When you install apps in Windows 8 they take up space on your computer's hard drive. Then when you update your existing apps they can potentially take up even more storage space on your computer. With some apps being as large 512MB, and future ones possibly being even larger, your Windows 8 apps can eventually take up a large amount of hard drive space on your computer. Therefore, it is important to know how much storage space your apps use so that if you run out of room on your hard drive, you can detemine the apps that you wish to remove.
The Windows 8 Upgrade Assistant is a program by Microsoft that allows you to quickly assess whether or not your computer is capable of running Windows 8 and then purchase it. It does this by scanning your computer and devices for any conflicts and then provides a summary of what applications or devices may not work properly or may prevent you from running Windows 8. If the program feels that your computer is capable of running Windows 8, it will then provide a method of purchasing the upgrade and automatically downloading the files so that your computer is ready to upgrade to Windows 8.
This tutorial will guide you through upgrading Windows XP, Windows Vista, and Windows 7 to Windows 8. As Windows 8 can be temperamental when performing upgrades on older computers, it is important to make sure your computer is compatible and has the proper hardware requirements before upgrading. The easiest method to determine if your computer will have problems upgrading to Windows 8 is to use the Windows 8 Upgrade Assistant. The upgrade assistant will scan your devices and applications to make sure there will not be any conflicts that will prevent you from properly upgrading to Windows 8.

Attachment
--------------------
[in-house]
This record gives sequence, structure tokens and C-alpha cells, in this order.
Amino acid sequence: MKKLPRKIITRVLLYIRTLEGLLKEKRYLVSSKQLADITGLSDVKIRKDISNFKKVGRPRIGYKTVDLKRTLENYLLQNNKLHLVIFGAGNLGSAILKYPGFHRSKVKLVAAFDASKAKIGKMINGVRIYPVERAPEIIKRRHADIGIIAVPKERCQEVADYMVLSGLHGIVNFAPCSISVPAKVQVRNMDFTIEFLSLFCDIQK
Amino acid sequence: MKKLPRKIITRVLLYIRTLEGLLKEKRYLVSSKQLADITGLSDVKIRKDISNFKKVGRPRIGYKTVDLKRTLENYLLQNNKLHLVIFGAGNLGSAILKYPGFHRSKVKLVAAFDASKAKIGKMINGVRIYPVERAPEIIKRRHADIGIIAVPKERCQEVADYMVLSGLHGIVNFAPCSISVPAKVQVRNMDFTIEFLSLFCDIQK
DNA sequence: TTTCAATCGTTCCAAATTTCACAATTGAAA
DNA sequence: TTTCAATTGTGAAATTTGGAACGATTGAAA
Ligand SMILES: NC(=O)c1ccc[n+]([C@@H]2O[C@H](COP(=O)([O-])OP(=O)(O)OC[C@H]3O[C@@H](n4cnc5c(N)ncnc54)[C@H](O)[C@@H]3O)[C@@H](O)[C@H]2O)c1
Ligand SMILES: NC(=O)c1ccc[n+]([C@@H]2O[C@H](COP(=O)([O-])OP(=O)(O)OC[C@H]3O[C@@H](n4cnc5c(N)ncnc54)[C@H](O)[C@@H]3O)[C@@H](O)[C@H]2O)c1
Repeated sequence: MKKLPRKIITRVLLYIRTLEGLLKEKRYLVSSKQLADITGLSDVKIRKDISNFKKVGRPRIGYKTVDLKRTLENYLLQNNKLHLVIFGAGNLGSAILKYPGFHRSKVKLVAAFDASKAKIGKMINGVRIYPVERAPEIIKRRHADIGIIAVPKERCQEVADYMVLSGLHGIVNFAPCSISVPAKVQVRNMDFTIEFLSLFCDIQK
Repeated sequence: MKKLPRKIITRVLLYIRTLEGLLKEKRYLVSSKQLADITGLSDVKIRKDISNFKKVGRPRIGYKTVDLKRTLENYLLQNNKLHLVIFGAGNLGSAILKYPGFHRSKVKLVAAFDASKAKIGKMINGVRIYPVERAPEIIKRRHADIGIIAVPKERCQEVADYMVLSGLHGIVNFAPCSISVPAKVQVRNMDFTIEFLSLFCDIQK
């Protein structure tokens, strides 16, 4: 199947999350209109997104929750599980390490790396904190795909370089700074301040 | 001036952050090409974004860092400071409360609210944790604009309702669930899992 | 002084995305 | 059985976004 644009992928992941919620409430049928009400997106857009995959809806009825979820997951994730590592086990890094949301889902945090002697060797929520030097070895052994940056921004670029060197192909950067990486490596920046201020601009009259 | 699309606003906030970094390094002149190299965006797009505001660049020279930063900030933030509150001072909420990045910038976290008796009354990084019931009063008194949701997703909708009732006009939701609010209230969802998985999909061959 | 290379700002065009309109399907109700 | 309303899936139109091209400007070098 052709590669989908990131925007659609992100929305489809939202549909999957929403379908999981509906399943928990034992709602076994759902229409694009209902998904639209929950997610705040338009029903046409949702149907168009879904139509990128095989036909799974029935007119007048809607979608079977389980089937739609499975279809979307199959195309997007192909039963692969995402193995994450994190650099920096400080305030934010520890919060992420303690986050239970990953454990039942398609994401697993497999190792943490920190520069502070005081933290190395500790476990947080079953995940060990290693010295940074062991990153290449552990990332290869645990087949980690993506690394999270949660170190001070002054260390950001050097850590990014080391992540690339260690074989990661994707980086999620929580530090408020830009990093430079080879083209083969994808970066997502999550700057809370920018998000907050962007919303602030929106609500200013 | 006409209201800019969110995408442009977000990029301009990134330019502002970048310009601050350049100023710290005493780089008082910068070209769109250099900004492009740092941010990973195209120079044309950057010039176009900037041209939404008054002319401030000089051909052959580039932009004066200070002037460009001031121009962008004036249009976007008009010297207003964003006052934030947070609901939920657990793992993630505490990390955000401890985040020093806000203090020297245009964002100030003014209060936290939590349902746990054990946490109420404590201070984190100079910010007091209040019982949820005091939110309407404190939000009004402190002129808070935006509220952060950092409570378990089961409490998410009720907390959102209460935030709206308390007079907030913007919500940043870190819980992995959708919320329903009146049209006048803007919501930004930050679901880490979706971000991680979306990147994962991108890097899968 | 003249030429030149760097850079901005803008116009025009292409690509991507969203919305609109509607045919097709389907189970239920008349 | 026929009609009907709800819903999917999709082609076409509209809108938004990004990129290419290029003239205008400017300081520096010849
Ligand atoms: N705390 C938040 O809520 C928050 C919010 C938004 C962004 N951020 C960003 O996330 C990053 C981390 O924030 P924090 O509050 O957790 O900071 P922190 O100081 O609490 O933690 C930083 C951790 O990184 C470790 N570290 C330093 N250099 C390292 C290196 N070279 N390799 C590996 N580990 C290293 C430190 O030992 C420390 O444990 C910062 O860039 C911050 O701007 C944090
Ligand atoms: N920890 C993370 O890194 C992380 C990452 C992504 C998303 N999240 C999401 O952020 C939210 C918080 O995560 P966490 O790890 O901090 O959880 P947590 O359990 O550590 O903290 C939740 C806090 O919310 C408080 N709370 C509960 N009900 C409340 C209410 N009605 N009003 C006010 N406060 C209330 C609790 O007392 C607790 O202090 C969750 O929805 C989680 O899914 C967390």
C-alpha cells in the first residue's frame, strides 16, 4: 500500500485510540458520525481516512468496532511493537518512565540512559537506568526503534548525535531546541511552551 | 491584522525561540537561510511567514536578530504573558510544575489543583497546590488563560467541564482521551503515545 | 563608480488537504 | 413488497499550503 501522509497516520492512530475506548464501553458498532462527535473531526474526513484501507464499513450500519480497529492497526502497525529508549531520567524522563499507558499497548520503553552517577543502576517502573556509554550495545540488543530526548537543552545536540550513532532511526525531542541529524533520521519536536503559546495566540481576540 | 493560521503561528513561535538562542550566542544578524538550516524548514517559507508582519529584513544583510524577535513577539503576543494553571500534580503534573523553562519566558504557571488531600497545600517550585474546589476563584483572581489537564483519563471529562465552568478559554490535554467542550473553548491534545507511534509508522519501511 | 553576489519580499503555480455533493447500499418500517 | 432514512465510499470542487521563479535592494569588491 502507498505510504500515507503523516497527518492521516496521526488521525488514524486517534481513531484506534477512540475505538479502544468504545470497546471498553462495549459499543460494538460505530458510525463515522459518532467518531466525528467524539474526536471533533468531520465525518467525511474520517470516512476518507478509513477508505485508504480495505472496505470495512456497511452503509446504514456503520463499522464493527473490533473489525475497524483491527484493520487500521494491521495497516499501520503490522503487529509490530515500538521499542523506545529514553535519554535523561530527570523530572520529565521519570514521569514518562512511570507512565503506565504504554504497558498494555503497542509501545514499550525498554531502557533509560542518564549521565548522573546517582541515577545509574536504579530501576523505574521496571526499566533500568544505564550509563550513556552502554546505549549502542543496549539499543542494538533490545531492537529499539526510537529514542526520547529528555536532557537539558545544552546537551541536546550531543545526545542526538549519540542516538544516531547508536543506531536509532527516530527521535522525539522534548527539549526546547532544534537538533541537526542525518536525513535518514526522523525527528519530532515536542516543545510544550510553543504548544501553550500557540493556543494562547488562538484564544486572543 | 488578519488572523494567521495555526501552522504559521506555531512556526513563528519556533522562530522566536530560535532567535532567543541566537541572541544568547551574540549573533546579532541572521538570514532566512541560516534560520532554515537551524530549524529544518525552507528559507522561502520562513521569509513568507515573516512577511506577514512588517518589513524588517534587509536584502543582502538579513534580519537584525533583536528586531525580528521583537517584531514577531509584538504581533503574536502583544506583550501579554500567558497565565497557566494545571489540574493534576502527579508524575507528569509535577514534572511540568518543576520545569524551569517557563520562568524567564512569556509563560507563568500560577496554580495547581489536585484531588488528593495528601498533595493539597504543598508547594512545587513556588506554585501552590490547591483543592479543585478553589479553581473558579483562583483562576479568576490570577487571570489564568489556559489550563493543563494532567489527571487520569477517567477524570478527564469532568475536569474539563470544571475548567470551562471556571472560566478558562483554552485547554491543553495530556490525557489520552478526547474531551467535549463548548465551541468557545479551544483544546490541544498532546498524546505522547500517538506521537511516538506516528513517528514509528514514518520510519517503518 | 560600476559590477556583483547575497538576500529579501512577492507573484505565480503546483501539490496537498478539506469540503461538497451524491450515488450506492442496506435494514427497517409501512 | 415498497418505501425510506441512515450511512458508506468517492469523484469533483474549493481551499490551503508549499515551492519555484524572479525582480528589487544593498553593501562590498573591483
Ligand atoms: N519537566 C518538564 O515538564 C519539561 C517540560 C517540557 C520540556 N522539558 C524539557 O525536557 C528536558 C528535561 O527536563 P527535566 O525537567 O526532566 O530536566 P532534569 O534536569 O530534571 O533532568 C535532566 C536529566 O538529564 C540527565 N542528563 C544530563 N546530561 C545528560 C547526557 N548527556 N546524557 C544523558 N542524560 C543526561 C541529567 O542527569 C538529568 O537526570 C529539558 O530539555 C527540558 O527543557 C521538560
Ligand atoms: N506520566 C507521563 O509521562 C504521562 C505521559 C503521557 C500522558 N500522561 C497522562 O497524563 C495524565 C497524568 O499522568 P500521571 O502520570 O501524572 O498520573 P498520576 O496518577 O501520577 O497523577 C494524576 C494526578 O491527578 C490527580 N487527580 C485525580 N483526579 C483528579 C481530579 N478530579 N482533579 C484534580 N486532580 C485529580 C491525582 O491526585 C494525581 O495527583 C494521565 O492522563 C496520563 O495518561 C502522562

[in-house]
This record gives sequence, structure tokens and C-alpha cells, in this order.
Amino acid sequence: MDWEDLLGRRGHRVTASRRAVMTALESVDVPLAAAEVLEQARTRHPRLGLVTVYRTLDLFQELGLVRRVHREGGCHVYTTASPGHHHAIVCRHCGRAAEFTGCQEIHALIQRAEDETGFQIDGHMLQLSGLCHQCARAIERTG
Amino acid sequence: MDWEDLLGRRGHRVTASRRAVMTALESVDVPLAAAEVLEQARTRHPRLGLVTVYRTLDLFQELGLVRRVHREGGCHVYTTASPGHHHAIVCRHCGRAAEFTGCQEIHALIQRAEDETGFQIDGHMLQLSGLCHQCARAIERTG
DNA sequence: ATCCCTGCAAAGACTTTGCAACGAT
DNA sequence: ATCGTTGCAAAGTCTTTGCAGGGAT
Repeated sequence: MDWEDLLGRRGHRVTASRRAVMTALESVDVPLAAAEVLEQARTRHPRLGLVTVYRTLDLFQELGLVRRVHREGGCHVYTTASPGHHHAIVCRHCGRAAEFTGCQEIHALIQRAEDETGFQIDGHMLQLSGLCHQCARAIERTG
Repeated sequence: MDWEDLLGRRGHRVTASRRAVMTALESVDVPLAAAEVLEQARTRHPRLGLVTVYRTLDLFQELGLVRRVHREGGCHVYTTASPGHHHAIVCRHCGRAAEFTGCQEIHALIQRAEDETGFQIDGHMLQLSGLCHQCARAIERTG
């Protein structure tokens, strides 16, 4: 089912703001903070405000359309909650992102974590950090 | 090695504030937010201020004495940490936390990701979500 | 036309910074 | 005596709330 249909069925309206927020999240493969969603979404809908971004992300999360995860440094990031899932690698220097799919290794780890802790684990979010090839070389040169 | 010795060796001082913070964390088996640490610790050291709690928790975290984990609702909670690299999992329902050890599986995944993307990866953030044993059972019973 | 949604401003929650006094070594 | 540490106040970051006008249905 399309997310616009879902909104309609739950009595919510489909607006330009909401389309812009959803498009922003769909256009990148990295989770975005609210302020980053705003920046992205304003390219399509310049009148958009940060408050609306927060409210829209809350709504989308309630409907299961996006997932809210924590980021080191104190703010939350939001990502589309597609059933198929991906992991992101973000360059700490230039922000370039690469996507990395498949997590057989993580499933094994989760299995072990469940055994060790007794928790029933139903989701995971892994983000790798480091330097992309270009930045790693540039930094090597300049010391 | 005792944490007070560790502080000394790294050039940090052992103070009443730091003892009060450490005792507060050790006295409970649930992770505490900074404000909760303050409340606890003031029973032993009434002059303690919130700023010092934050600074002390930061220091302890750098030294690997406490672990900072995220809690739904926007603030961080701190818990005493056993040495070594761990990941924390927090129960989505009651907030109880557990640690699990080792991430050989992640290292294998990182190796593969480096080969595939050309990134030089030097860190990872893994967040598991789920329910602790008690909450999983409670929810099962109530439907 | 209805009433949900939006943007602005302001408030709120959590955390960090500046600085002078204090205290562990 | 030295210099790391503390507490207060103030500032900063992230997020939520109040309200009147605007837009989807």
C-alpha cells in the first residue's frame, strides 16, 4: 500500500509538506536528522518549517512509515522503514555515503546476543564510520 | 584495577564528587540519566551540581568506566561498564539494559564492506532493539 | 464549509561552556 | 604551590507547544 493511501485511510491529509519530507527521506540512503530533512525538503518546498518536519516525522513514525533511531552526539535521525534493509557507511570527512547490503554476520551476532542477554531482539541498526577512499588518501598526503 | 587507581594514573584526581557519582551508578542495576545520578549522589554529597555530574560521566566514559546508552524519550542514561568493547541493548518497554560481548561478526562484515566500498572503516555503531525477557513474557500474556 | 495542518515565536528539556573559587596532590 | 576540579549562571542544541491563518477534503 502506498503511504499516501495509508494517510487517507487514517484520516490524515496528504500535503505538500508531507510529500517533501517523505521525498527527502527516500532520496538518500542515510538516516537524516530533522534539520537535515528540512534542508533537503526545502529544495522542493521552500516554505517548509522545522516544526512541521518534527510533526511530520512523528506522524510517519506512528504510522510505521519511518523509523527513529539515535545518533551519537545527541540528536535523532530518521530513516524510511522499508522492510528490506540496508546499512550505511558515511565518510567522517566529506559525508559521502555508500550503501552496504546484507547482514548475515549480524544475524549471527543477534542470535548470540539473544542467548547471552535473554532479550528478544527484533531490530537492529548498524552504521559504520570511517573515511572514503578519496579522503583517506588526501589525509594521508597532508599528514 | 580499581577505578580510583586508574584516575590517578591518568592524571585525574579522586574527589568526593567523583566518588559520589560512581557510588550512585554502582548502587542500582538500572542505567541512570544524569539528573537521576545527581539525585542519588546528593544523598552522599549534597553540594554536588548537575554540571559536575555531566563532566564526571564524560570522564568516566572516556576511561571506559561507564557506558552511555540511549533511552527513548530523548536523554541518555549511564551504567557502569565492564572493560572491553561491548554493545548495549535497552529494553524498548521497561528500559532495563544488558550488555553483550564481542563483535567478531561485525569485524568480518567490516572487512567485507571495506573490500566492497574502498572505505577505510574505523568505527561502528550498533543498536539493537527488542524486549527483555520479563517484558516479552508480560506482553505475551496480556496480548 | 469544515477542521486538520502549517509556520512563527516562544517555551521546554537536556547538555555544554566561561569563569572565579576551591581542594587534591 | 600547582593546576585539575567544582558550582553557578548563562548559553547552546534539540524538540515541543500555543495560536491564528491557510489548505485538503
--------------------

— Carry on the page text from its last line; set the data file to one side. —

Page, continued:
When you upgrade to Windows 8 there may be situations where your personal documents are not transferred to the new version of Windows. These reasons may include permission issues on the files or folders or because you selected the Keep Nothing option when you upgraded to the newer version of Windows. If your personal document folders are empty after an upgrade that does not mean that your data is lost. It just means that the Windows setup program had a problem transferring it over or you specified not to. As the Windows upgrade process backs up your data to the backup C:\Windows.old folder, we can use that folder to restore your data. Therefore, make sure you do not delete the C:\Windows.old folder before you confirm that all your data has been safely migrated to the new version of Windows. This guide will help you recover your missing data from the Windows.old folder using a manual method and through a utility from Microsoft.
When you upgrade your current version of Windows to a newer version, the upgrade process will create backups of important directories from your previous version of Windows. These directories include your user profiles, Windows folder, Program Files directory, and other important locations. These backups are then stored in two folders called Windows.old and $Windows.~BT, which can be used after the upgrade to recover any data that may not have been properly migrated over to the new version of Windows. These two folders, though, can use up a significant amount of hard drive space on your computer. Therefore, if you are sure you no longer need any of the files in those folders and all of your data and apps have been migrated successfully, it is a good idea to remove these two folders to reclaim that space for other programs to use.